Aug 27-31, 2023 | Copenhagen
International Congress of Parkinson’s Disease and Movement Disorders ®
Review: TRR 295 ReTune at the MDS International Congress 2023 in Copenhagen
Deep Brain Stimulation: From Understanding Mechanisms to Clinical Application
Aug 27-31, 2023
A total of 10 colleagues from our movement disorders unit in Berlin (Andrea Kühn, Patricia Krause, Dorothee Kübler, Christos Ganos, Roxanne Lofredi, Jeroen Habets, Lucia Feldmann, Lukas Goede, Johanna Reimer and Daniel Kroneberg) attended this year’s Movement Disorders Conference in Copenhagen.
Our focus on neuromodulation as treatment option for movement disorders was addressed in several lectures and sessions. Here, the history and serendipity of discovering DBS for movement disorders was presented in lively talks by those present at the birth hour of DBS: Prof. Patricia Limousin (UK) and Prof. Günther Deuschl (Germany). An update on the current understanding of mechanism of action as well as new indications and competing target regions was given by sessions chaired by Prof. Kühn and Prof. Limousin and talks by Prof. Hagai Bergman (Israel), Prof. Jean-Pierre Lin (UK), Dr. Roxanne Lofredi (Germany), Dennis London (US), Terence Sanger (US), Inger Marie Skogseid (Norway) and Jinyoung Youn (Korea).
Finally, DBS was even covered by one of the keynote lectures, held by Prof. Fasano (Canada), talking about the possibilities of DBS in the treatment of freezing of gait in PD. Of course, last breaking news came from the front of adaptive DBS: Medtronic and investigators of the clinical Adapt-PD trial (f.ex. Todd Herrington, US) presented the promising first results showing that DBS triggered by electrophysiological biomarkers was able to reduce ON-time with bothersome dyskinesia. Specifically in the poster session, the chronic recordings of basal ganglia oscillations by the sensing-enabled DBS device “Percept” by Medtronic was strongly represented in the poster session. Around 30 posters from research groups all over the world were showing the multitude of possibilities in discovering brain circuit pathology, the mechanism of action and the possibilities of guiding clinical DBS by using chronic brain sensing from basal ganglia nuclei in patients with movement disorders. Here, the Retune contributions were strongly represented. In the poster sessions, Dr. Feldmann showed how beta activity is becoming a chronically stable biomarker after ~ 3 weeks following DBS surgery and Dr. Habets revealed the preliminary findings on the decoding capacity of cortico-subcortical recordings in predicting dyskinesia severity in PD.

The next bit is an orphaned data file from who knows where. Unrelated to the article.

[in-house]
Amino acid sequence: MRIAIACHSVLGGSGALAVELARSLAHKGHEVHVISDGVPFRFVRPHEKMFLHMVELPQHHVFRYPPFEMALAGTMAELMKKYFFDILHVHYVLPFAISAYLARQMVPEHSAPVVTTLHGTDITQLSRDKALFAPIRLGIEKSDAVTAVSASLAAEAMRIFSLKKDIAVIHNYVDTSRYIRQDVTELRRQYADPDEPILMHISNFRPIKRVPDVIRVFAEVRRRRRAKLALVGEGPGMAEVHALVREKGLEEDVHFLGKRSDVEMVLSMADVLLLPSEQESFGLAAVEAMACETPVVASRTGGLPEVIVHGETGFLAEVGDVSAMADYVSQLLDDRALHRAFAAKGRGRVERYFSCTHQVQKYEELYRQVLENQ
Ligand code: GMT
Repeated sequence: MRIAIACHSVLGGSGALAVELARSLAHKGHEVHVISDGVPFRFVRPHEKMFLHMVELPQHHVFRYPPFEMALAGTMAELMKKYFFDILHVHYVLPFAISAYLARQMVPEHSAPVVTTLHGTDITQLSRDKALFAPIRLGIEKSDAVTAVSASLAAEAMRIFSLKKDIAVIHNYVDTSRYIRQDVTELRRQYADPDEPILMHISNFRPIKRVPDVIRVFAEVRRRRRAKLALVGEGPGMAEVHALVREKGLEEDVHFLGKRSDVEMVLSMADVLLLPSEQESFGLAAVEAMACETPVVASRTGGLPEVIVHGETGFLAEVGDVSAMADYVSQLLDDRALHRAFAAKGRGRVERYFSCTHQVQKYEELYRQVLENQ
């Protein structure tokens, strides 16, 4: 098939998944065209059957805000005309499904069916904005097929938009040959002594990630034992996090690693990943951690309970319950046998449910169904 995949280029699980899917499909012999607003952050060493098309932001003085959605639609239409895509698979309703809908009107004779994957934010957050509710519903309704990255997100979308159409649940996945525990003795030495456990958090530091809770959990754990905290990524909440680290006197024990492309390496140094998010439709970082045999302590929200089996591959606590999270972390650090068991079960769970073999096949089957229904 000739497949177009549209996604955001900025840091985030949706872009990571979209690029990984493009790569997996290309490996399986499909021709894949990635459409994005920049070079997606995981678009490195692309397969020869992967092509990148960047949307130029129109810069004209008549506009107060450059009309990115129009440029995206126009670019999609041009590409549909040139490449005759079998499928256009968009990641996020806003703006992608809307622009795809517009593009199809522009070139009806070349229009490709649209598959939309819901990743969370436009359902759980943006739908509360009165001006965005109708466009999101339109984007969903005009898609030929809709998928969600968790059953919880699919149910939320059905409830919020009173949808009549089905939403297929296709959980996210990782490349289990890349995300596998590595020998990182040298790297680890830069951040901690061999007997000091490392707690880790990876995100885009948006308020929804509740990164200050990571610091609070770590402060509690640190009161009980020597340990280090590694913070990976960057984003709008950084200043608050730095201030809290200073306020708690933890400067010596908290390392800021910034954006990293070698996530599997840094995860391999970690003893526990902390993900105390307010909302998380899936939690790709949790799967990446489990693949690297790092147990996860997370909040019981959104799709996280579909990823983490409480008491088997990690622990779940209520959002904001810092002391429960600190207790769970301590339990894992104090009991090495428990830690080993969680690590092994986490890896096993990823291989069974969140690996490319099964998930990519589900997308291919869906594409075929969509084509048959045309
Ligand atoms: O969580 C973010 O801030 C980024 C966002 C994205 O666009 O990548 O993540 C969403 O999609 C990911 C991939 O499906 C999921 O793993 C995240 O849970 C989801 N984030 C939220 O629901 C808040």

Finally, in a crowded session chaired by Prof. Kühn, Dr. Lofredi presented her latest work on pathological circuit activity within the striato-pallidal pathway in dystonia during her talk. Overall, this conference demonstrated how timely and relevant the focus of ReTune on retuning dynamic motor network disorders using neuromodulation is.
© Image: TRR 295 ReTune